The role of the agriculture

The Romanian agriculture is of great importance for employment. In 2006 the agriculture generated 31.6% of the employment and 10.1% of the GDP. 60% of the land  is utilized as cropland, 25% as grazing land and the rest as meadow, orchard and vineyard. 71% of the arable land was used for cereals in 2004 and 13% for oilseeds and sugar beet. Major agricultural products are wheat, conr, barley, sugar beet, sunflowers, potatoes, grapes, eggs and sheep.

In  2007, the agricultural is divided in a large-and small-scale production. There were approximately 4.5 million farms with an average area of 3.1 hectares in 2003, of which over 3.4 million micro enterprises, 1.0 million semi commercial companies and 0.1 million small-scale commercial farms. The micro enterprises have  38% of the area. They hardly have other sources of income and production for own consumption and barter. The small-scale private companies jointly own 31% of the area. These companies produce as well as micro businesses for their own supply, but also for the local market. The commercial companies jointly own the remaining 31% area. The number of large firms is 23,000. These are state-owned enterprises, private enterprises and collectives, of which a part is otherwise empty. One of the main private companies in the pig sector is the American Smithfield with an integration in western Romania.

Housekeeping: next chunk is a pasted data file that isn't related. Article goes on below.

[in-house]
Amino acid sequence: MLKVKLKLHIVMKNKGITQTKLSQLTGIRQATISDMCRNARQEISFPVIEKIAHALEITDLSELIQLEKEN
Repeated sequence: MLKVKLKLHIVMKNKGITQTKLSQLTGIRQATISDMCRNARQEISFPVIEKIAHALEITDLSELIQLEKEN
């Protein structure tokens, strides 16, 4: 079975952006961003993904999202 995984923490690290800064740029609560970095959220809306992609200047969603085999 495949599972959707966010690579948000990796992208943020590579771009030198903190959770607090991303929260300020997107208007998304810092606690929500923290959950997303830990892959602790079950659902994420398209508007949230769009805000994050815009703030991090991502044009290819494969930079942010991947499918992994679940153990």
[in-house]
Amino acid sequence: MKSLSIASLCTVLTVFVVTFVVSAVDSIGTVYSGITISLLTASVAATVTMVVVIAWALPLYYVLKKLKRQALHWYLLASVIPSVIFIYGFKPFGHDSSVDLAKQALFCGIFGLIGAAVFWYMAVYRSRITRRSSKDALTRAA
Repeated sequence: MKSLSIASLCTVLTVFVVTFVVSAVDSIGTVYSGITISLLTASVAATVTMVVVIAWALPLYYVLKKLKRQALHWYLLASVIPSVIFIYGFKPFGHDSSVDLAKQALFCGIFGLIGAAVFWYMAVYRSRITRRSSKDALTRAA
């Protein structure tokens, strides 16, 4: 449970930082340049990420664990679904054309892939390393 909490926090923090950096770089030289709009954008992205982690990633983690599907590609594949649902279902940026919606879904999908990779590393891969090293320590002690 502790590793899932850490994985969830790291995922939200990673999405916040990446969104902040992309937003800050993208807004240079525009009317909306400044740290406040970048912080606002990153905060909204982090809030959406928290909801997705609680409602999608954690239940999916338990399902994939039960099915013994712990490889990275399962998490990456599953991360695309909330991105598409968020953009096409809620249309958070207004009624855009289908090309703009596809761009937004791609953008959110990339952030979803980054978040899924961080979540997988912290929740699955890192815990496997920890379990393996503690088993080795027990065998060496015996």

Romania needs to be the  center of the European strategy for Smithfield. The low cost of labor, feed, buildings and land, combined with European and American brands notify the company sees benefits in Romania towards Western Europe. In 2004, Smithfield bought 80% of the shares of the former state-owned Comtim in Timisoara county. By utilizing the existing chain structure Smithfield has already set up an integration with its own breeding, propagation and production of pigs. In addition to contracts with local farmers, the company has 33 pig farms in western Romania, of which 25 companies in the Timis region, 7 in Arad region and 1 in the Bihor county. The company has 486,000 pigs. Smithfield produces feed  with its own resources and partly has its own slaughter and processing site. Altogether wants Smithfield to 2010 for USD 850 million to invest in pig production in Romania. In 2006 Smithfield acquired Agroalim for 49 million Euro and completed the integration towards “retail” distribution (Carrefour, Metro, Cora, etc…).

The arrival of Smithfield to Romania is controversial. The municipal environmental consequences of Timisoara because the original planned number of 4 million pigs on 250 pig farms to around 1 million pigs and a maximum of 100 companies. Smithfield  had to deal with outbreaks of swine fever in august 2007 on farms in a region that was assumed to be free of swine. Investigations revealed that some of the companies produced without proper sanitary-veterinary and environmental and work permits. Smithfield got many negative messages in the press.